By Dorothy Cummings McLean
GUILDFORD, England, October 29, 2018 (LifeSiteNews) – Pro-life author Fiorella Nash calls herself a feminist. When discussing the near-religious fervor of the contemporary women’s movement for abortion, she is careful to call abortion advocates “radical feminists.” This is because Nash believes feminism is not wrong in itself but has merely lost its way.
“It’s become so ideologically obsessed with abortion and a very narrow view of women’s sexuality that it has drifted far away from its original purpose,” Nash told LifeSiteNews.
“I realize that some people think we should abandon the term ‘feminism’ altogether because it has become so tainted, so debased, and presents so much that so many quite property find offensive, like the tax on the family and abortion, but I’m not prepared to abandon the concept of feminism because so much more needs to be done,” she continued.
“We forget how very different life is for women in other countries. We in the United Kingdom tend to have a very narrow white middle class view about what women’s experience is. In many parts of the world women still fight for the most basic rights, like the right not to be abused – and the right to give birth to a baby girl.”
In her most recent book for Ignatius Press, The Abolition of Woman: How Radical Feminism is Betraying Women, the activist, novelist, and mother points out how a narrow, sex-obsessed brand of feminism harms women around the world: allocating funds for contraception and abortion in developing countries while ignoring the need for good prenatal care; romanticizing prostitution; remaining silent on the sex-selective abortion that has led to the deaths of millions of baby girls; ignoring how the IVF industry harms egg donors and would-be moms; and doing nothing to stop the exploitation of poor women as wombs-for-rent.
Nash is irritated by American women who dress up in pink “pussy hats” or don costumes inspired by The Handmaid’s Tale because they seem oblivious to women who really are treated like Atwood’s fictional “handmaids.”
“With commercial surrogacy we are funding and condoning the world of The Handmaid’s Tale, in which a class of women are expected to be breeders for childless western couples and same-sex couples,” Nash told LifeSiteNews.
Nash has worked for the UK’s Society for the Protection of Unborn Children (SPUC) for fifteen years, researching and giving lectures at universities. It was as a student at Cambridge University that Nash first discovered “the ugly side of feminism.” During the national student referendum on abortion in 2000, Nash saw a lot of pro-abortion bullying, especially of women. As the topic was debated at Cambridge University, she feared for the safety of pro-life speakers.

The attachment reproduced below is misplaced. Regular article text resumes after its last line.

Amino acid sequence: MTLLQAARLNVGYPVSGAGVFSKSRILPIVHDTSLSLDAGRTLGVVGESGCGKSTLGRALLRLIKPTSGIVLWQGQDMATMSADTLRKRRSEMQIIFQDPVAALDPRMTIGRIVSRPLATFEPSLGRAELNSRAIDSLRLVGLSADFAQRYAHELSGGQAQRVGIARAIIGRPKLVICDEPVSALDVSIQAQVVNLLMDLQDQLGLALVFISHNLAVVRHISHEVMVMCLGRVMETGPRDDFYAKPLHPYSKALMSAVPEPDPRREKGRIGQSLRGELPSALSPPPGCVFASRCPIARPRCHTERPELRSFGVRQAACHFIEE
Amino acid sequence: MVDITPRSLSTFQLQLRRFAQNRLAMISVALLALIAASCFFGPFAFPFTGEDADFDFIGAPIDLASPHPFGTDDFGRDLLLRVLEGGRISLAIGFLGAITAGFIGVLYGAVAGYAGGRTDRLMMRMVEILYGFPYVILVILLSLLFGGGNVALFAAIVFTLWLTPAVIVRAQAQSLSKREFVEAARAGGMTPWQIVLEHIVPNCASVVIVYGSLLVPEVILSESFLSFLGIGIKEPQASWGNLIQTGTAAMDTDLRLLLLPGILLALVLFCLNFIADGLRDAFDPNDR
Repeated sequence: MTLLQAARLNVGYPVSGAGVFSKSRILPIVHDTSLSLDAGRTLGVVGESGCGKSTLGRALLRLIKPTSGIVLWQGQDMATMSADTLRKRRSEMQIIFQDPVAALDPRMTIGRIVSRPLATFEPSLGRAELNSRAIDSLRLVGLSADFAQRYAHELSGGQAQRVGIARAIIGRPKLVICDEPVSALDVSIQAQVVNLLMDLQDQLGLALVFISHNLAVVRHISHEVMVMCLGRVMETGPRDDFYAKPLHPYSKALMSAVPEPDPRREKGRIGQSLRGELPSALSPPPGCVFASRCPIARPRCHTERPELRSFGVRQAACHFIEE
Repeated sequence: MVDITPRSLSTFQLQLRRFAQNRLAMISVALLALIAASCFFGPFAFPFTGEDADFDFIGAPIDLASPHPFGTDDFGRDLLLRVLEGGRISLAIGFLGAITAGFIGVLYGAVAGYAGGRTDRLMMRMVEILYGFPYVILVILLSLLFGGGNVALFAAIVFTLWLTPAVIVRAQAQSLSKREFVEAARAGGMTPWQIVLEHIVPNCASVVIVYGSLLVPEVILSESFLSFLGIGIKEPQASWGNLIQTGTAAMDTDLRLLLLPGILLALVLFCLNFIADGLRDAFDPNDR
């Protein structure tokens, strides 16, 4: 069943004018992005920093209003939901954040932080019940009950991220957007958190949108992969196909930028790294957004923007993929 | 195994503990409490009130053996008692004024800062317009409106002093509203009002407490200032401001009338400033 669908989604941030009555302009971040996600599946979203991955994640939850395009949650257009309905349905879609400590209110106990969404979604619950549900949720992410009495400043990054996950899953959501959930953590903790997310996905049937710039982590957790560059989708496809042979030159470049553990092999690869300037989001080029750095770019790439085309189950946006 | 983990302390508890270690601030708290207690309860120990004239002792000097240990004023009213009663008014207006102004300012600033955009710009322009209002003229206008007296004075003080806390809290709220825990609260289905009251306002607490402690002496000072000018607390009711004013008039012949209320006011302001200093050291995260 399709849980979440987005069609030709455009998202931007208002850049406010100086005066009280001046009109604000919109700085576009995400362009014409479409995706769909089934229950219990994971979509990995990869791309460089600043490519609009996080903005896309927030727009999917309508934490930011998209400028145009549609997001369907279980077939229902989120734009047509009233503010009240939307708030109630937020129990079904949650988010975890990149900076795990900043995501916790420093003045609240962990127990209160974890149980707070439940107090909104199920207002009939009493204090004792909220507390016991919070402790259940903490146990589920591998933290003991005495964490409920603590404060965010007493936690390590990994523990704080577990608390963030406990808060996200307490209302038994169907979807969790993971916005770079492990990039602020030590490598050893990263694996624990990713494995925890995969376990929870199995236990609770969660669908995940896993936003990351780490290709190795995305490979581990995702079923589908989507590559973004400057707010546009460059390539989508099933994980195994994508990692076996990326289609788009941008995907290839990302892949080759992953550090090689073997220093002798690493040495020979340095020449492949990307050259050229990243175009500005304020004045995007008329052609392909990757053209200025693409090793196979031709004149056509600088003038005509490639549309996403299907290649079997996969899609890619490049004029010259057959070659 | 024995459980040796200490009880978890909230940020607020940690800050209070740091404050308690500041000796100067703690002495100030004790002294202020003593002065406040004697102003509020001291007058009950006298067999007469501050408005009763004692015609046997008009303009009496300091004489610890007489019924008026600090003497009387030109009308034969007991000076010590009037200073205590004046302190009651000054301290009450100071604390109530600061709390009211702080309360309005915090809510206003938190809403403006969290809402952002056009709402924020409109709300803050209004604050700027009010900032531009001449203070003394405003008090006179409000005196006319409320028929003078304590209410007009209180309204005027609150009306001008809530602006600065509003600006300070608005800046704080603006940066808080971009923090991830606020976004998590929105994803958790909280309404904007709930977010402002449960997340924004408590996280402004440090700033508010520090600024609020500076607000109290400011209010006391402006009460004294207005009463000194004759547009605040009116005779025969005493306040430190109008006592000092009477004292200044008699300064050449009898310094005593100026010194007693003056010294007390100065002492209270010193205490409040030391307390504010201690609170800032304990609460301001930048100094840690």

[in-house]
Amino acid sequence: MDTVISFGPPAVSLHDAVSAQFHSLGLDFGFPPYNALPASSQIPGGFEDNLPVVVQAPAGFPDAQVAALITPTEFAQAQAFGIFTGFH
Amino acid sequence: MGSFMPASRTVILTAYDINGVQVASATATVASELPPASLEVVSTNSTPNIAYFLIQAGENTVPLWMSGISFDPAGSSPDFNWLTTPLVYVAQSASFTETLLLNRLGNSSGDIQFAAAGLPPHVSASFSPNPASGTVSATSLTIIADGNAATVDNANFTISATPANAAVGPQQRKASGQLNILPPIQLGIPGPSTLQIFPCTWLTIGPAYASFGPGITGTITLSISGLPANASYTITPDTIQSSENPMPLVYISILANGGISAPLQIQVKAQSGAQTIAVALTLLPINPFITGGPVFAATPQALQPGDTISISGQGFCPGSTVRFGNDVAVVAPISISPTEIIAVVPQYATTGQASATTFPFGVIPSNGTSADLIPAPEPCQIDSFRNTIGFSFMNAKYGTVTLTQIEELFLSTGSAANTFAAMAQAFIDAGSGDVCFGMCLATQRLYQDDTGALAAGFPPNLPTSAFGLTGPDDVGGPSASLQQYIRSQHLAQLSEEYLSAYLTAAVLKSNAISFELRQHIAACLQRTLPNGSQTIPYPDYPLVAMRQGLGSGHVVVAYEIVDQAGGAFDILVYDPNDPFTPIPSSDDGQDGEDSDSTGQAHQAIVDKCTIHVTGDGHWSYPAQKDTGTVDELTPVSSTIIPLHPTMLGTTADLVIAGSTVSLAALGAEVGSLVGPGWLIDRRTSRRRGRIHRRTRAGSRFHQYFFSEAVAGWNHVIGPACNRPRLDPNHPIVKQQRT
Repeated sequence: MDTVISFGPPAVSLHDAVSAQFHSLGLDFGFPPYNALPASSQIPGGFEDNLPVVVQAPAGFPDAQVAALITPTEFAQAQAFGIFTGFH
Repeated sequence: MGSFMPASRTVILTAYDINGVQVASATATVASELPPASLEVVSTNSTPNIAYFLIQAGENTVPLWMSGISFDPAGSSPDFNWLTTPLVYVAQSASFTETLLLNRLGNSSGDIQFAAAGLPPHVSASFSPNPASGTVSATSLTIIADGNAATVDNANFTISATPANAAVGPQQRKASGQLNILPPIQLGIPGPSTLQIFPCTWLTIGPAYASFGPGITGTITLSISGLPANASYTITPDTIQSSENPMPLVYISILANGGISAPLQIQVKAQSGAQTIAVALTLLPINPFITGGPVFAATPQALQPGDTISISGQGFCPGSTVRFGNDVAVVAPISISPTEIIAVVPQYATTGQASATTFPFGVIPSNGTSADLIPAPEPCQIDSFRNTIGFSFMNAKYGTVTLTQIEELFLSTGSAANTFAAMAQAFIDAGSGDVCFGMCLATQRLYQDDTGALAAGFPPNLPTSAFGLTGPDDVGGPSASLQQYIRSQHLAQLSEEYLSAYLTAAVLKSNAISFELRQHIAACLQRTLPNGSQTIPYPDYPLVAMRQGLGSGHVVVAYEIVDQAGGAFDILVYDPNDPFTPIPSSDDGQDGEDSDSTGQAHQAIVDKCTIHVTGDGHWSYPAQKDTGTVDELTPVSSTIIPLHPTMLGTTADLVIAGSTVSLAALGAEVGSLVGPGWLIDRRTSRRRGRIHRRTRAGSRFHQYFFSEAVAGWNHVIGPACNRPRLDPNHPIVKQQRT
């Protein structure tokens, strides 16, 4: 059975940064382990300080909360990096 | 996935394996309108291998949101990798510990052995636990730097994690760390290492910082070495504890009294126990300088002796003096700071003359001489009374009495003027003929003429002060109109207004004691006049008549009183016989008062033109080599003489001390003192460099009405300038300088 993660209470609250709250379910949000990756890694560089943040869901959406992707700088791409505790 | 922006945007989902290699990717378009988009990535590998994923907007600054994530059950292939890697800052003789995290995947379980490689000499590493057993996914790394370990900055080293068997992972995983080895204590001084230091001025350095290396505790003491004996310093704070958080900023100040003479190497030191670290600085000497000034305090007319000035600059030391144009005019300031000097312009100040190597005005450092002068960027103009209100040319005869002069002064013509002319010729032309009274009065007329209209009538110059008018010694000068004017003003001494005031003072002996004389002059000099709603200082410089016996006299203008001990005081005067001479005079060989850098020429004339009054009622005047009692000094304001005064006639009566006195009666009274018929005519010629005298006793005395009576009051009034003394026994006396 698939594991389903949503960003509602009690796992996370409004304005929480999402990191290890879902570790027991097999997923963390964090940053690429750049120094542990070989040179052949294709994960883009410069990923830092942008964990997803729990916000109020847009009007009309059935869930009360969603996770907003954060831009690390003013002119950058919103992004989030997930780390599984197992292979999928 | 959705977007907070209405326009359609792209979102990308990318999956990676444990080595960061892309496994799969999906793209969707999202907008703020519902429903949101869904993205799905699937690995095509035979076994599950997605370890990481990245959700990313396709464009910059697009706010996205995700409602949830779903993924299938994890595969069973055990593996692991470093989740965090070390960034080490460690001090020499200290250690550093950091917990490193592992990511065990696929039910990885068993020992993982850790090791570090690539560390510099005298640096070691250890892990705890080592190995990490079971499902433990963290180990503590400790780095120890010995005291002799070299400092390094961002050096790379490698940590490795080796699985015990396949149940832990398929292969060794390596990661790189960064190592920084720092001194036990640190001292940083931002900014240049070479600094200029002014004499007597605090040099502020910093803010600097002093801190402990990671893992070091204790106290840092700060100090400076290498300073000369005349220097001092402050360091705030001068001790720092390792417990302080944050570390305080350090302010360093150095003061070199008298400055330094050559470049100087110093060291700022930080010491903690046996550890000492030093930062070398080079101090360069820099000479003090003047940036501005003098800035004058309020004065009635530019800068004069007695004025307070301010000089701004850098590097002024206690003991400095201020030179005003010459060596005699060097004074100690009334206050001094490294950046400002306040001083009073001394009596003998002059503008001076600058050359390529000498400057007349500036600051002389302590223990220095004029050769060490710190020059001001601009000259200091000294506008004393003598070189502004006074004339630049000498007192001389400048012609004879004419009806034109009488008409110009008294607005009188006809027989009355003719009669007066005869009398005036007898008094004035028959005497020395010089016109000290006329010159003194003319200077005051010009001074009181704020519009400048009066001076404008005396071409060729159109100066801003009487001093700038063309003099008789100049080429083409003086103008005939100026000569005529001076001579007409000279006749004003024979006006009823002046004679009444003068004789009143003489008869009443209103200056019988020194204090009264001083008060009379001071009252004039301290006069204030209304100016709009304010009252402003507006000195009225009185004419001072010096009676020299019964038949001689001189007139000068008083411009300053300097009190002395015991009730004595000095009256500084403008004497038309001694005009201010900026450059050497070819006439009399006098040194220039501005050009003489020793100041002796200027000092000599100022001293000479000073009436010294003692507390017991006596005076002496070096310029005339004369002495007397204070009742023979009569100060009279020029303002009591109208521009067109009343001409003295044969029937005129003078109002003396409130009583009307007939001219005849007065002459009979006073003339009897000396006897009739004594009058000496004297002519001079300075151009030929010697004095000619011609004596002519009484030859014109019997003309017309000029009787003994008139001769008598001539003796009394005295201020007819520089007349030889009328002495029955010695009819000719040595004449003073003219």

“‘Come on, sisters, can’t we do better than this?’” Nash recalled thinking. “‘This isn’t what feminism is supposed to be about. Can’t we have a forum where women can debate in a civilized fashion?’”
No-strings-attached sex the ‘ultimate form of liberty’ for radical feminists
Nash had been involved in human rights campaigning since childhood and was astonished to discover that so many of her fellow activists supported abortion.
“For me it was a huge blind spot,” she said. Not being able to reconcile the “huge contradiction,” she moved towards pro-life work.
The Abolition of Woman is the culmination of 10 years of research, lecturing, and sounding out opinions, Nash said, beginning when she was first asked by SPUC to give a lecture on abortion from a pro-life feminist perspective. She credits Ignatius Press with the idea of turning her lectures into a book, and SPUC for the opportunity to do the work.
Beautifully written and a pleasure to read, the 234-page volume is so packed with arguments, insights, and information of interest to both pro-lifers and people who consider themselves feminists that busier readers may wonder where to begin. Nash suggests looking at how abortion is used to hurt women and how contemporary feminism is silencing the debate.
Several of the ills she describes stem from “the complete obsession with abortion” radical feminists have developed. Nash points to the “silence of collusion about [women in] China, about gendercide, about all these other issues that are really hurting women.”
If a feminist doesn’t believe in abortion, “you’re a heretic [to radical feminists] and have to be dragged back into the fold, by force if necessary,” she told LifeSiteNews.
But why are radical feminists so obsessed with abortion?
“I think it’s connected with the idea of no-strings-attached sex in the end,” Nash stated. Radical feminists acknowledge that contraception is unreliable and believe “abortion is necessary to rub out the mistakes.”
“Abortion has to be there so women can sleep around as they choose,” the author sighed. “It’s seen as the ultimate form of liberty.”